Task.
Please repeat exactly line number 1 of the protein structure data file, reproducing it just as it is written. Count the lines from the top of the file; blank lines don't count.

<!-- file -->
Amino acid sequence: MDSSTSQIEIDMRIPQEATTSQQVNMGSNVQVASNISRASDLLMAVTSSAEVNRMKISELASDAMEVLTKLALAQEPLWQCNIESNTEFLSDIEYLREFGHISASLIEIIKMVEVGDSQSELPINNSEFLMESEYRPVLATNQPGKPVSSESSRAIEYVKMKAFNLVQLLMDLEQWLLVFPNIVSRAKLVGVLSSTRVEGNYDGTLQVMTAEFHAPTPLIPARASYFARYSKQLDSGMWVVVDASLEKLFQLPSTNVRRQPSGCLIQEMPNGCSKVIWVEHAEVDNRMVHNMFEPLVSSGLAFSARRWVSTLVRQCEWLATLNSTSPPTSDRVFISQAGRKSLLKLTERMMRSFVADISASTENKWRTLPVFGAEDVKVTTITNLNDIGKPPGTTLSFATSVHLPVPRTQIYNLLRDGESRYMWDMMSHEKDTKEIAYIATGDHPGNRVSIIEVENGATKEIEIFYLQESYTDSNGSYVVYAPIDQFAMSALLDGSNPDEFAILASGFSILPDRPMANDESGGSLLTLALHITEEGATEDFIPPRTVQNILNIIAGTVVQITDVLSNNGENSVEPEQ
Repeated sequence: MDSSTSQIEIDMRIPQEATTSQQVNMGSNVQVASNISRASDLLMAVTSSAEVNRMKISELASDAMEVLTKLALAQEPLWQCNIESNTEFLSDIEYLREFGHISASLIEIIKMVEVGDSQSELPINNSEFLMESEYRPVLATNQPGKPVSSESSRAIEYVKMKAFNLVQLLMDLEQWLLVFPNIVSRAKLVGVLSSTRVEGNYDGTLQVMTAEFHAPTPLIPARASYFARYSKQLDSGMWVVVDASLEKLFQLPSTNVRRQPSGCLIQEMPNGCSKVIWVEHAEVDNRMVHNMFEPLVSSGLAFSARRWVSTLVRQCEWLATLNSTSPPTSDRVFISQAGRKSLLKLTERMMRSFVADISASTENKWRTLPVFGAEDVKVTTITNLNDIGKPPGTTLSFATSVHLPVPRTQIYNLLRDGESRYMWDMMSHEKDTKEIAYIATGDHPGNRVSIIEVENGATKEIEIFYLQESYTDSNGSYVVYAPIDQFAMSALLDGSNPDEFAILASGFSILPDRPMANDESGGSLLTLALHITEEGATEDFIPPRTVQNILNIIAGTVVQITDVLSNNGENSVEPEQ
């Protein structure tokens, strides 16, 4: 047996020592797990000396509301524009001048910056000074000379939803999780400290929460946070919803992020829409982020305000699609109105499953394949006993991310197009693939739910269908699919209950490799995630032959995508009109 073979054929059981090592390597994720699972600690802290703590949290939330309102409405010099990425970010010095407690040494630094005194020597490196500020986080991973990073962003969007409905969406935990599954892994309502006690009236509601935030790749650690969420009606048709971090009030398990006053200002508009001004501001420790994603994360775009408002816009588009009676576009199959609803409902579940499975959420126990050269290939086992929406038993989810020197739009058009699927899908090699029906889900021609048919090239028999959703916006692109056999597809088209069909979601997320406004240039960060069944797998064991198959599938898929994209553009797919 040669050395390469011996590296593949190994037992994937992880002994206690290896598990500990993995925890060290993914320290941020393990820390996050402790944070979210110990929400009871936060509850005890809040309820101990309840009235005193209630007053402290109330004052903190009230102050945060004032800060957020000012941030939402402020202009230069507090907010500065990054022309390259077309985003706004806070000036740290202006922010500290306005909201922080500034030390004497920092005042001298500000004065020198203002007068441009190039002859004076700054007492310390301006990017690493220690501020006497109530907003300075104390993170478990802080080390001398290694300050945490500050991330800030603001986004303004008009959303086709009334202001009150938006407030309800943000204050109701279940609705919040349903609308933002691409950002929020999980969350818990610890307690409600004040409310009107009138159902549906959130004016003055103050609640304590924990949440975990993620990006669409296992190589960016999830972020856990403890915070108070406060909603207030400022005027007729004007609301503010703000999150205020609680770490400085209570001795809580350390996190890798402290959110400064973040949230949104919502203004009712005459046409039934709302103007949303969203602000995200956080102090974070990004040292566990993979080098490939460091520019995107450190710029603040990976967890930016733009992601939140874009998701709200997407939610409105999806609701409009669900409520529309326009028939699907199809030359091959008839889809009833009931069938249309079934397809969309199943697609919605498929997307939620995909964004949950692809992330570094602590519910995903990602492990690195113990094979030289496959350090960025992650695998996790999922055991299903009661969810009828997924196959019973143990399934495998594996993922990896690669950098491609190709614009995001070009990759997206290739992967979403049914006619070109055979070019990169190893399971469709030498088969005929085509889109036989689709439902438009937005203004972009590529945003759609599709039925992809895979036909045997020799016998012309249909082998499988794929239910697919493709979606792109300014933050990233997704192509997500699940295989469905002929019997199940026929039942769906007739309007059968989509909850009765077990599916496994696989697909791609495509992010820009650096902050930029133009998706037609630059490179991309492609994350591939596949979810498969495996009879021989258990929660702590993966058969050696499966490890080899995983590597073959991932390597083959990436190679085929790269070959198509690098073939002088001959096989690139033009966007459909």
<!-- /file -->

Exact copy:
Amino acid sequence: MDSSTSQIEIDMRIPQEATTSQQVNMGSNVQVASNISRASDLLMAVTSSAEVNRMKISELASDAMEVLTKLALAQEPLWQCNIESNTEFLSDIEYLREFGHISASLIEIIKMVEVGDSQSELPINNSEFLMESEYRPVLATNQPGKPVSSESSRAIEYVKMKAFNLVQLLMDLEQWLLVFPNIVSRAKLVGVLSSTRVEGNYDGTLQVMTAEFHAPTPLIPARASYFARYSKQLDSGMWVVVDASLEKLFQLPSTNVRRQPSGCLIQEMPNGCSKVIWVEHAEVDNRMVHNMFEPLVSSGLAFSARRWVSTLVRQCEWLATLNSTSPPTSDRVFISQAGRKSLLKLTERMMRSFVADISASTENKWRTLPVFGAEDVKVTTITNLNDIGKPPGTTLSFATSVHLPVPRTQIYNLLRDGESRYMWDMMSHEKDTKEIAYIATGDHPGNRVSIIEVENGATKEIEIFYLQESYTDSNGSYVVYAPIDQFAMSALLDGSNPDEFAILASGFSILPDRPMANDESGGSLLTLALHITEEGATEDFIPPRTVQNILNIIAGTVVQITDVLSNNGENSVEPEQ